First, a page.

A small college in South Carolina just dropped some massive news on its students. Shortly after committing to cut tuition by nearly 50 percent, Clinton College in Rock Hill, South Carolina, announced that it would be offering all full-time students free education for the upcoming 2021-22 academic year.
Clinton College president Lester McCorn made the announcement on Aug. 5 that full-time students would not only be receiving a free year of education, but they’d also be gifted a Microsoft Surface laptop in an effort to guarantee students get their education despite possibly facing financial hardships.
“As we have all had to deal with the challenges of COVID-19, it has been taxing for each and every one of us at Clinton College. We have done our best to keep the school moving forward and providing a quality education. Even in a virtual environment, we have missed having our students on campus.
I’m happy today after just spending some time with some of the scholars and students who are moving in to get that feel of campus life again, and we want to bring all of our students back and welcome our new students in spite of the challenges of COVID-19,” McCorn said in a video posted to the college’s YouTube page on Aug. 5.
“With that being said, I am happy to make this major announcement today for all enrolled students in the 2021-22 academic year. Clinton College is going to offer you free tuition. Did you hear me? Free tuition. That’s a 100 percent discount in tuition this year.”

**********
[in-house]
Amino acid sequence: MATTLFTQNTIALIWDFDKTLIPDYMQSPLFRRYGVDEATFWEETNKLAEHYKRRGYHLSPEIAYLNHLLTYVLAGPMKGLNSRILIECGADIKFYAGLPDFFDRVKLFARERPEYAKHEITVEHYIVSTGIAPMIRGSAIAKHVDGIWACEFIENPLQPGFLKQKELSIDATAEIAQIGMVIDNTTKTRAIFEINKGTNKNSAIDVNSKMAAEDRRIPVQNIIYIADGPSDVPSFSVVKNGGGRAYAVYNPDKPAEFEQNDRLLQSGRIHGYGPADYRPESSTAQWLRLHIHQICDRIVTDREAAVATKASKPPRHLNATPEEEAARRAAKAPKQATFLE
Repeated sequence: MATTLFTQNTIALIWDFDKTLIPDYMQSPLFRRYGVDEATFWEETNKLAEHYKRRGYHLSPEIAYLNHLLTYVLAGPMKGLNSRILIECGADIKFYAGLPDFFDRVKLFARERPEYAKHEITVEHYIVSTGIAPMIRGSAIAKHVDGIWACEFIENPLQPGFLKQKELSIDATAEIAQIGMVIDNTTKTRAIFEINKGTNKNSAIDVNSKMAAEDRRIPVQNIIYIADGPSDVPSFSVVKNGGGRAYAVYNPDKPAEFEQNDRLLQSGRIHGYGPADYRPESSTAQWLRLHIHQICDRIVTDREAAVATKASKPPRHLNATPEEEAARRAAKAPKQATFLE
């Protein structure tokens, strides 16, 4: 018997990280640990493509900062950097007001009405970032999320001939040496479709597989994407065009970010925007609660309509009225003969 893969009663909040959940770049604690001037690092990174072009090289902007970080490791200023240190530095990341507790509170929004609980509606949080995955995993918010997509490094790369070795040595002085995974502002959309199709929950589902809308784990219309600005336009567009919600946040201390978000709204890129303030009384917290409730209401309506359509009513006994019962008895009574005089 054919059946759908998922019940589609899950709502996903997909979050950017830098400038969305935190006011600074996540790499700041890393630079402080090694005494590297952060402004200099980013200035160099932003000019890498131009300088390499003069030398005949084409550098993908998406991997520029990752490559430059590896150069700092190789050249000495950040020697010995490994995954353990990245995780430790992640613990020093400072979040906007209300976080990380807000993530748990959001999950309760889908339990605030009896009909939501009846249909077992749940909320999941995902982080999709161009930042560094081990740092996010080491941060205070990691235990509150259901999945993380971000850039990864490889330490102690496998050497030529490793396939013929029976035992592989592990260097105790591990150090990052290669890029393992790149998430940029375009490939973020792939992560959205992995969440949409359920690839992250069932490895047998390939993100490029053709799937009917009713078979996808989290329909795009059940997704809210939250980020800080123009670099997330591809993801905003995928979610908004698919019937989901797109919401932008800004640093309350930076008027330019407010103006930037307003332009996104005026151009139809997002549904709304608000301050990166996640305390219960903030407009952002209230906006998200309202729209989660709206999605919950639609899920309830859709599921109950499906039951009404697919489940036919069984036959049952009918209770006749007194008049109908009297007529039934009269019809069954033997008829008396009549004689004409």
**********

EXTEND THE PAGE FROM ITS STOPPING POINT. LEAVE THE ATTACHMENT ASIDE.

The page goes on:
According to the school’s website, the cost of tuition for full-time students is $4,960 per semester, while a full year costs $9,920. President McCorn noted that fully vaccinated students are permitted to live on campus. However, they would have to cover fees for room and board. Meanwhile, non-vaccinated full-time students are encouraged to continue taking courses online, and tuition will still be accessible for them.
“We want to make sure you can perform with excellence without excuse,” McCorn added, welcoming back new and returning “Golden Bears.”
Clinton College was established roughly 120 years ago during Reconstruction “to help eradicate illiteracy among freedmen.” Though in a rare group that’s offered free tuition, the school now joins several other historically Black institutions that have assisted their students in some financial capacity or another.
South Carolina State, Clark Atlanta University, Spelman College and many more institutions have canceled student debt, using $5 billion in Higher Education Emergency Relief federal pandemic funds.